is the impact of a gift like this? What does it change for them? MEHRSA BARADARAN, University of Georgia School
of Law: This is not just this — you know, their lives, but this will have intergenerational
effects. I mean, this will change their entire trajectory. Maybe they can go get a mortgage now. Maybe they can, you know, start their lives,
have children. That psychological debt load that they have
been carrying can be wiped out. And so they can then push their children out
into the world. So, for this group of, you know, 400 Morehouse
graduates who got their debt wiped out, I mean, they won the life lottery. And it really is — does show how effective
that, you know, student debt is in sort of, you know, determining your life outcomes. AMNA NAWAZ: The life lottery this one class
has won, it’s significant not just because of the way that Smith made the gift, but also
the fact that it’s at Morehouse. Right? It’s an HBCU. It’s a historically black college. Talk to me a little bit about the debt for
these students, as compared to the larger student debt landscape. SCOTT JASCHIK, Inside Higher Education: Sure. So, debt is a struggle for many graduates
of all races and ethnicities. But the reality is, a black student is less
likely than a white student to have had a family that could contribute a lot of money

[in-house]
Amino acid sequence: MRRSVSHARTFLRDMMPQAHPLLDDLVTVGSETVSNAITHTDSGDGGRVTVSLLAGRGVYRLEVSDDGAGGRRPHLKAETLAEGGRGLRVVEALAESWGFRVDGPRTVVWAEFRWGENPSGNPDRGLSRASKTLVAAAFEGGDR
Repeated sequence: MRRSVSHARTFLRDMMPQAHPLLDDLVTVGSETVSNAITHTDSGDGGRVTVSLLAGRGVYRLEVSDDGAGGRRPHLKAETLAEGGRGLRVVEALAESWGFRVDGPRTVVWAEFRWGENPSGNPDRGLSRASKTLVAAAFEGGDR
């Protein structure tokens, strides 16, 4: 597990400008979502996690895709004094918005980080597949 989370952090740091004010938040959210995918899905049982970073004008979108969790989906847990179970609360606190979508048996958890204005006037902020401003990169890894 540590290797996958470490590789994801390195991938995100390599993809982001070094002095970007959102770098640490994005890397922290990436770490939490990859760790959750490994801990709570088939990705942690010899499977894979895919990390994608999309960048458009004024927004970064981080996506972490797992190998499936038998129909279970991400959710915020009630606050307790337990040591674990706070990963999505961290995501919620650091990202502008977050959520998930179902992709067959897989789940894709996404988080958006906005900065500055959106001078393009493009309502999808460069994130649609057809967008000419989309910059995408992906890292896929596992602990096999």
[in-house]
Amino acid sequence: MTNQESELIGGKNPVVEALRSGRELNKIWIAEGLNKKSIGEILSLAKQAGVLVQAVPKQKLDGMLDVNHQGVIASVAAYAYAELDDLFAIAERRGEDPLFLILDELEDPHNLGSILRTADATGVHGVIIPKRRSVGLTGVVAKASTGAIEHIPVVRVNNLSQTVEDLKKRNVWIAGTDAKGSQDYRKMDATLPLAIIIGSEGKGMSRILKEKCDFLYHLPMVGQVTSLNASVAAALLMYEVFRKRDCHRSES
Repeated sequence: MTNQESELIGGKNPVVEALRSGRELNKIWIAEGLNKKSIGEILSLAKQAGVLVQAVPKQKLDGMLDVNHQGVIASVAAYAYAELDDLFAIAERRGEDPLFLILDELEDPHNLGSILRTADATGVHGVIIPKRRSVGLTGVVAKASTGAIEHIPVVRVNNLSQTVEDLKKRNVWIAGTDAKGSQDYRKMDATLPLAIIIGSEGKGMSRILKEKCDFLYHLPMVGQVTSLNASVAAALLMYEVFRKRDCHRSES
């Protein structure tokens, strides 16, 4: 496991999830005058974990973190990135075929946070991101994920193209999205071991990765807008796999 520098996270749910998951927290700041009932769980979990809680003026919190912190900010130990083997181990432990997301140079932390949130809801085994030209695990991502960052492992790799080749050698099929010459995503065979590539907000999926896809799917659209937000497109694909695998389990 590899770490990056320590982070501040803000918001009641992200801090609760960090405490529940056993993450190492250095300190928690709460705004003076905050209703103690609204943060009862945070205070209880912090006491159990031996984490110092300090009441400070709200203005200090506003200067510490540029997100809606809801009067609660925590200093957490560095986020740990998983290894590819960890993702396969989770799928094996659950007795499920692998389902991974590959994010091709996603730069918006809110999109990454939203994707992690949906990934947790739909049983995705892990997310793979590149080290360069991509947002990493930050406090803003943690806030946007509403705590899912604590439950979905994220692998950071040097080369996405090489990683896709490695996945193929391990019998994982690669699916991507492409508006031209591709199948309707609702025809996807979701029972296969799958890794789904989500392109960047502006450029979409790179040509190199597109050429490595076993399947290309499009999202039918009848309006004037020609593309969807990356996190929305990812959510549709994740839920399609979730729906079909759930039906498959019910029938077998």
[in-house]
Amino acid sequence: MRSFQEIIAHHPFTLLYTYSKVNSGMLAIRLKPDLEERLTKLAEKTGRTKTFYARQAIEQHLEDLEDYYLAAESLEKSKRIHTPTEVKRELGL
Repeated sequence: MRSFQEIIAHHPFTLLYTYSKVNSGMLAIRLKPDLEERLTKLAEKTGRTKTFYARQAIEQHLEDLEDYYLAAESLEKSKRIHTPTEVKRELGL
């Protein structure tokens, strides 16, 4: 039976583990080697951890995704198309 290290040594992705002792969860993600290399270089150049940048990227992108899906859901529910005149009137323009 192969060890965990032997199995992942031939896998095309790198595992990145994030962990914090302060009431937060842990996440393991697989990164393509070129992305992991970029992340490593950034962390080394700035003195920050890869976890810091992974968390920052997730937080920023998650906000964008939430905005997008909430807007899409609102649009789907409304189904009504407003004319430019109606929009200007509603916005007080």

to education. Now, my parents paid for my sisters and I
to go to expensive private colleges. Many black families love their children just
as much, but they don’t have the kind of money to set aside to do that. On average, there are — about 30 percent
of black students graduate with $100,000 in debt. That’s three times the level of a white student. These are very large numbers, and they influence
what they can do. AMNA NAWAZ: So, a gift like this is really
going to make a difference. But, Mehrsa, we heard there Robert Smith challenge
other alumni to do something similar, right? It’s a massive difference for these 400 students. But is this way of giving sustainable? Is this the answer? MEHRSA BARADARAN: No. I mean, I think we commend Robert Smith. It’s wonderful. It’s so generous of a billionaire to give